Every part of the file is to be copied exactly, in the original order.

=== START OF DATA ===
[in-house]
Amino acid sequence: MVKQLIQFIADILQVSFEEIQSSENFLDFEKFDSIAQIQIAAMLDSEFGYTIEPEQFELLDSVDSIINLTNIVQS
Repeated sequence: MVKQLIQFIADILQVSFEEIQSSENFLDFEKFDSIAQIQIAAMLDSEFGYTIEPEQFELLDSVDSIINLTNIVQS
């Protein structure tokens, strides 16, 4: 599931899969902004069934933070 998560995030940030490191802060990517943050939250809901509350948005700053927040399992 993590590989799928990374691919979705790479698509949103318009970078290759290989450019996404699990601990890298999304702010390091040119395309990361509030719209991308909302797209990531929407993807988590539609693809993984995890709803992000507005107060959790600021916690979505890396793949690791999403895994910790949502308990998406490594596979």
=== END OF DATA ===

[in-house]
Amino acid sequence: MVKQLIQFIADILQVSFEEIQSSENFLDFEKFDSIAQIQIAAMLDSEFGYTIEPEQFELLDSVDSIINLTNIVQS
Repeated sequence: MVKQLIQFIADILQVSFEEIQSSENFLDFEKFDSIAQIQIAAMLDSEFGYTIEPEQFELLDSVDSIINLTNIVQS
């Protein structure tokens, strides 16, 4: 599931899969902004069934933070 998560995030940030490191802060990517943050939250809901509350948005700053927040399992 993590590989799928990374691919979705790479698509949103318009970078290759290989450019996404699990601990890298999304702010390091040119395309990361509030719209991308909302797209990531929407993807988590539609693809993984995890709803992000507005107060959790600021916690979505890396793949690791999403895994910790949502308990998406490594596979």